Higher Education Grants or Gifts of Interest to African Americans

Here is this week’s news of grants or gifts to historically Black colleges and universities or for programs of particular interest to African Americans in higher education.

The Louisiana HERO collaboration was recently informed that it would receive about $250 million from the U.S. Department of Energy’s Grid Innovation Program. Historically Black Xavier University in New Orleans will receive $5 million of the grant money. The Grid program aims to enhance grid flexibility, improve the resilience of the power system against growing threats of climate change, and ensure American communities have access to affordable, reliable, and clean electricity. Ouloide Yannick Goue, an assistant professor in the department of physics and computer science at Xavier, is the principal investigator for the university’s HERO-funded project.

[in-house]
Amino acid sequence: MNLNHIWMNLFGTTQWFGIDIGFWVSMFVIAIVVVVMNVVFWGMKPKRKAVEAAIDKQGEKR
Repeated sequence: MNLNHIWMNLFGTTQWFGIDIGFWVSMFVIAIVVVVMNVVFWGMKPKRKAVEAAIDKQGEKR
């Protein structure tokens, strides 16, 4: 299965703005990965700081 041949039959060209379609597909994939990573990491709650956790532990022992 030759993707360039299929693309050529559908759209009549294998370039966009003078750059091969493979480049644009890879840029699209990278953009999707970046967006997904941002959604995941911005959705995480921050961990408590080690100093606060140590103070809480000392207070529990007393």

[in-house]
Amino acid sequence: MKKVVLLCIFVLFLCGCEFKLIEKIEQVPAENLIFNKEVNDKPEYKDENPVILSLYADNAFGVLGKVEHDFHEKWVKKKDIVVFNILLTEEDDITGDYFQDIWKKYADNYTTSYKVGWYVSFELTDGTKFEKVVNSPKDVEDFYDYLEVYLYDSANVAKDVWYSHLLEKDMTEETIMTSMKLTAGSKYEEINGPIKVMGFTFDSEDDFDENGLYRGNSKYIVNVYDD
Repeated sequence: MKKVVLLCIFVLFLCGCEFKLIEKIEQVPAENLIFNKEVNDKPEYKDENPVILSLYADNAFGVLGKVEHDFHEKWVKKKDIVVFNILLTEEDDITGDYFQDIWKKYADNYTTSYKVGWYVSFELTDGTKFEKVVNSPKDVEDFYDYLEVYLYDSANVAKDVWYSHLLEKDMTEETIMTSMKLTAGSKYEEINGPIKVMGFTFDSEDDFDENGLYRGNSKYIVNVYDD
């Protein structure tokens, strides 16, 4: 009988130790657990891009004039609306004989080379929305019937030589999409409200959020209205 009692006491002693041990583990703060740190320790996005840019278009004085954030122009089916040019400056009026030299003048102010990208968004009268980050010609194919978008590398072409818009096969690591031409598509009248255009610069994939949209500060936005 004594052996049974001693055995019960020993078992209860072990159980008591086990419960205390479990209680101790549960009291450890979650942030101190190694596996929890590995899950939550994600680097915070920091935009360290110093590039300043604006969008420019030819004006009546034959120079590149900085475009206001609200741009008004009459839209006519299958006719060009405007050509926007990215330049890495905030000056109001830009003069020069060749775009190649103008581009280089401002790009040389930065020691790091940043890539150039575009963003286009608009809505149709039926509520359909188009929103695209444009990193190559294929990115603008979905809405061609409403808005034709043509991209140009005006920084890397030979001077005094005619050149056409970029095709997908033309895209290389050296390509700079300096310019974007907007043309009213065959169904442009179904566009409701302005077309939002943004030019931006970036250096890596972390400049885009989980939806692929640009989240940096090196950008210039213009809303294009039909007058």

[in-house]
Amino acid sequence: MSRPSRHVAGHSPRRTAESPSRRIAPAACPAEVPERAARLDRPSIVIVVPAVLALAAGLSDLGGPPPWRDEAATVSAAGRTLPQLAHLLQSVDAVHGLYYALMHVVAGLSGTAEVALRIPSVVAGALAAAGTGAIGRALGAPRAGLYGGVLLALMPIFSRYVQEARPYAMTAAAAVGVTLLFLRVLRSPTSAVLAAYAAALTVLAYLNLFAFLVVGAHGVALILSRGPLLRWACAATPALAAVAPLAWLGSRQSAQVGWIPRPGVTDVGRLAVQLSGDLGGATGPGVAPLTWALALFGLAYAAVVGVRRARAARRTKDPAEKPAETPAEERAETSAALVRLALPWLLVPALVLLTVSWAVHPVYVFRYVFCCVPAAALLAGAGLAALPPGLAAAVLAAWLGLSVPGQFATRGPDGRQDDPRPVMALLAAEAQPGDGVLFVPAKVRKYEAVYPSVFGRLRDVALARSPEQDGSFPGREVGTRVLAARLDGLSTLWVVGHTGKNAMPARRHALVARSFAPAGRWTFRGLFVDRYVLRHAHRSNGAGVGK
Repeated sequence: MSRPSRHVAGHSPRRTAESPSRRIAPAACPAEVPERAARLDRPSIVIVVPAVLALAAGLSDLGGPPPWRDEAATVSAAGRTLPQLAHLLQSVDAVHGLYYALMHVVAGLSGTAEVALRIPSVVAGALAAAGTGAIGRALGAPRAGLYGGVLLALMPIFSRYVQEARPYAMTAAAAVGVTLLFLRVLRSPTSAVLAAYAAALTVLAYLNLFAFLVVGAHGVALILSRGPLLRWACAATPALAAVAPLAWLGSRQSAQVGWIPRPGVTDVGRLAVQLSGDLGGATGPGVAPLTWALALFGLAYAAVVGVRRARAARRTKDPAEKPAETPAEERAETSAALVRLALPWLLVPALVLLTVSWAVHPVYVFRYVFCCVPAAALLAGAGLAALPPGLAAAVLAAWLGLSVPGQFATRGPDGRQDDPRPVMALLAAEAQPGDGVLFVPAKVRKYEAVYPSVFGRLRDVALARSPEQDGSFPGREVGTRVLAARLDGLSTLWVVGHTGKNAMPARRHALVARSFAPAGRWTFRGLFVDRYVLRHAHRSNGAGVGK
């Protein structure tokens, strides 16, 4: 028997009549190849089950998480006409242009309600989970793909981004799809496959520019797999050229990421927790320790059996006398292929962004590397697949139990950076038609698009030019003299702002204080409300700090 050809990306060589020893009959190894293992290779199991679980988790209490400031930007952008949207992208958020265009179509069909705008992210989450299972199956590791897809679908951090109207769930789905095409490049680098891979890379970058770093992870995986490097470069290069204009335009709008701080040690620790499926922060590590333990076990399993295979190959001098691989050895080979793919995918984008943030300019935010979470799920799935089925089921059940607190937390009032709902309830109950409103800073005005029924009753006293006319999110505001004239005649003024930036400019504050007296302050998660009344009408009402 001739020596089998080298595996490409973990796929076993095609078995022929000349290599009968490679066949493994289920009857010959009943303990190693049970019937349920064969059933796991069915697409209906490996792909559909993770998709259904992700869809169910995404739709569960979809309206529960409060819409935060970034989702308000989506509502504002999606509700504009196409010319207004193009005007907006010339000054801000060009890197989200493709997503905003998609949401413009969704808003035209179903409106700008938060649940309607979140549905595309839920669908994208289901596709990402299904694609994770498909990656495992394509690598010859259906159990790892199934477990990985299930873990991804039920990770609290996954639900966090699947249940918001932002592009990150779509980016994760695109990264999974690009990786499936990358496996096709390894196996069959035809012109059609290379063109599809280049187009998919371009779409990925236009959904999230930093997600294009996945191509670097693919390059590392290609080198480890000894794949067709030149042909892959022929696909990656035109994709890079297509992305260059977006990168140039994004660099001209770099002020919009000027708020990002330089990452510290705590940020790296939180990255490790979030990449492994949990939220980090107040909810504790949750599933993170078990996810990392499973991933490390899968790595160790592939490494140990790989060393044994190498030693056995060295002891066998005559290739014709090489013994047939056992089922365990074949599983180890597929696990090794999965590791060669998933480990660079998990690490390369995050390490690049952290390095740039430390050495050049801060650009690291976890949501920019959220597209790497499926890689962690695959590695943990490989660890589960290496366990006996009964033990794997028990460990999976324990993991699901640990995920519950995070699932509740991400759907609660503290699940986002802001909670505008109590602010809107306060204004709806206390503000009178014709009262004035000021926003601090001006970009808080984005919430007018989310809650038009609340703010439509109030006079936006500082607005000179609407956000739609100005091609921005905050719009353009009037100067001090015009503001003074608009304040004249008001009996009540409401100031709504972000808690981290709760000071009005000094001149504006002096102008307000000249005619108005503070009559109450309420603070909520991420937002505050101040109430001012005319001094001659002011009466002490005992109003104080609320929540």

The National Institute for Student Success at Georgia State University received a grant from the Carol and Gene Ludwig Family Foundation to fund pilot programs of one of the university’s most successful initiatives, Keep Hope Alive, at three higher-ed institutions in Georgia, including Albany State University and Fort Valley State University, two historically Black institutions. The partner institutions will provide eligible students with modest financial support on the condition that they attend a suite of advising, academic, and financial wellness supports.

Duke University in Durham, North Carolina, received a $100 million grant from the Duke Endowment, a nonprofit based in Charlotte. It is the largest contribution ever received by the university. More than $60 million will be earmarked for financial aid to attract low-income undergradute students from North and South Carolina and for graduate students who attended HBCUs. Some $25 million f the funds will be used to renovate s building on csmpus nsmed for Wilhelmina Reuben-Cooke, one of the first Black undergraduate students at the university.

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